Seven types of bacteria and certain immune factors in a woman's vagina and cervix may be responsible for increasing the risk of spontaneous preterm birth (sPTB) or protect against it, according to a new study from the Perelman School of Medicine at the University of Pennsylvania and the University of Maryland School of Medicine. Results of the study provide groundbreaking information that the authors suggest could help physicians better predict preterm birth, especially for African-American women early in pregnancy.
From 1999 to 2017, 38,942 US children ages 5 to 18 years old were killed by firearms, averaging more than 2,000 deaths a year. In 2017 alone, 2,462 school-age children were killed by firearms compared to 144 police officers and 1,000 active military worldwide who died in the line of duty. The study finds significant increases that began with an epidemic in 2009, followed by another one in 2014. Each of these epidemics has continued through 2017.
Immune cells called inflammatory monocytes are often one of the first responders to infections, but they actually facilitate the progression of Cryptococcus neoformans infection in mice, according to a study published March 21 in the open-access journal PLOS Pathogens by Lena Heung and Tobias Hohl of Memorial Sloan Kettering Cancer Center. According to the authors, these disparate results indicate that inflammatory monocytes possess a plasticity of function that can regulate infection outcomes, making them an important target for immunomodulatory therapies against C. neoformans.
An interdisciplinary team of scientists has identified a new mobile DNA element in the Wolbachia parasite, which may contribute to improved control strategies for mosquito vectors of diseases such as Dengue and West Nile virus.
More than one-third of healthcare workers were contaminated with multi-drug resistant organisms (MDRO) after caring for patients colonized or infected with the bacteria, according to a study published today in Infection Control and Hospital Epidemiology, the journal of the Society for Healthcare Epidemiology of America. The study found that 39 percent of workers made errors in removing personal protective equipment (PPE), including gowns and gloves, increasing the incidence of contamination.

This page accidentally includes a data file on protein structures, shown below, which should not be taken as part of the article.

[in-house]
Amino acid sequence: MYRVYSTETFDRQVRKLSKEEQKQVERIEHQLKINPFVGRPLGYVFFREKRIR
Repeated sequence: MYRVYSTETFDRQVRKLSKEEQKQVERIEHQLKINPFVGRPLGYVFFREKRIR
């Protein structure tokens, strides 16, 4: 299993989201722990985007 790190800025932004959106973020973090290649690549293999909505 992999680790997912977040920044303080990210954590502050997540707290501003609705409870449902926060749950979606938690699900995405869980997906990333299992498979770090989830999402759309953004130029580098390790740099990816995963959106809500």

The first large-scale study of autism in China has revealed that around one in a hundred people in the country has an autism spectrum condition -- the same figure as found in the West.
A researcher at Washington University in St. Louis travels the Americas, collecting feces from nonhuman primates to determine the risk of Zika reservoirs.
New ECDC/WHO Tuberculosis surveillance data for Europe show that despite an overall decline in numbers of people suffering from TB, the disease remains a major public health challenge in the Region. Of the 275,000 new diagnoses and relapses, an estimated 77,000 people suffer from difficult-to-treat multidrug-resistant TB (MDR-TB). The European Union and European Economic Area (EU/EEA) countries fare better, with only 1,041 people reported to have MDR-TB.
Death rates from breast cancer are predicted to fall in all European Union (EU) countries in 2019 with the exception of Poland, according to new research published in the leading cancer journal Annals of Oncology. In their annual predictions for cancer deaths in the EU, Carlo La Vecchia and colleagues predict there will be 1.4 million deaths from all cancers in 2019.
A study of almost 500,000 women indicates that taking paracetamol or other painkillers during pregnancy is not responsible for increasing the risk of asthma in children. The research, which uses prescription data on painkillers, does support earlier findings that women taking paracetamol during pregnancy are more likely to have children who develop asthma. However, it also suggests that the painkillers are not the cause of this increase.